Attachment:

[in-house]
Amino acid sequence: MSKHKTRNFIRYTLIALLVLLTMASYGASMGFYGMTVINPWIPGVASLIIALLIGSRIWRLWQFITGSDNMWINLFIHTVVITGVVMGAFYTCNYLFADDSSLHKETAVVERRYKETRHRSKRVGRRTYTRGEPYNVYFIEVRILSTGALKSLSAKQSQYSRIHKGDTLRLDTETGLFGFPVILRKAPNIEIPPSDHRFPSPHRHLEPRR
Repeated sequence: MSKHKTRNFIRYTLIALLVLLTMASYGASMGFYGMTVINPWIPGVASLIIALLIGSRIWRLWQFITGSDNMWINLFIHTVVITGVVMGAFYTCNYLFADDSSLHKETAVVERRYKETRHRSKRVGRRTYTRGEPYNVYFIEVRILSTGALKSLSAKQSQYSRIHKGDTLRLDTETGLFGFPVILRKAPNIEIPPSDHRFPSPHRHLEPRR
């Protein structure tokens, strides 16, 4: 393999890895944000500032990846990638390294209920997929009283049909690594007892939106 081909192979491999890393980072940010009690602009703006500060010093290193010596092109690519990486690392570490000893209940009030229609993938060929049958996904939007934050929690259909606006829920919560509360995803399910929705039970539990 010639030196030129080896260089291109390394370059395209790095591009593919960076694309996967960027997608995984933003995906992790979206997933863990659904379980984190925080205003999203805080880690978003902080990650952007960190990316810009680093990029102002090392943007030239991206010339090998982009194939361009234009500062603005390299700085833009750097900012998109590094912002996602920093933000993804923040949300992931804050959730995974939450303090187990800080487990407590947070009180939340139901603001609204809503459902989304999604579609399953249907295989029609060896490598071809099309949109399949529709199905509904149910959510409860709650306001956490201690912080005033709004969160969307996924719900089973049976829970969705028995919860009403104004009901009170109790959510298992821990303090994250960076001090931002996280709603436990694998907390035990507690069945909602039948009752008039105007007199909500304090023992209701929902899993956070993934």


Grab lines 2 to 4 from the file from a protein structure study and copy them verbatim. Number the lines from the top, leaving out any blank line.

Amino acid sequence: MSKHKTRNFIRYTLIALLVLLTMASYGASMGFYGMTVINPWIPGVASLIIALLIGSRIWRLWQFITGSDNMWINLFIHTVVITGVVMGAFYTCNYLFADDSSLHKETAVVERRYKETRHRSKRVGRRTYTRGEPYNVYFIEVRILSTGALKSLSAKQSQYSRIHKGDTLRLDTETGLFGFPVILRKAPNIEIPPSDHRFPSPHRHLEPRR
Repeated sequence: MSKHKTRNFIRYTLIALLVLLTMASYGASMGFYGMTVINPWIPGVASLIIALLIGSRIWRLWQFITGSDNMWINLFIHTVVITGVVMGAFYTCNYLFADDSSLHKETAVVERRYKETRHRSKRVGRRTYTRGEPYNVYFIEVRILSTGALKSLSAKQSQYSRIHKGDTLRLDTETGLFGFPVILRKAPNIEIPPSDHRFPSPHRHLEPRR
């Protein structure tokens, strides 16, 4: 393999890895944000500032990846990638390294209920997929009283049909690594007892939106 081909192979491999890393980072940010009690602009703006500060010093290193010596092109690519990486690392570490000893209940009030229609993938060929049958996904939007934050929690259909606006829920919560509360995803399910929705039970539990 010639030196030129080896260089291109390394370059395209790095591009593919960076694309996967960027997608995984933003995906992790979206997933863990659904379980984190925080205003999203805080880690978003902080990650952007960190990316810009680093990029102002090392943007030239991206010339090998982009194939361009234009500062603005390299700085833009750097900012998109590094912002996602920093933000993804923040949300992931804050959730995974939450303090187990800080487990407590947070009180939340139901603001609204809503459902989304999604579609399953249907295989029609060896490598071809099309949109399949529709199905509904149910959510409860709650306001956490201690912080005033709004969160969307996924719900089973049976829970969705028995919860009403104004009901009170109790959510298992821990303090994250960076001090931002996280709603436990694998907390035990507690069945909602039948009752008039105007007199909500304090023992209701929902899993956070993934």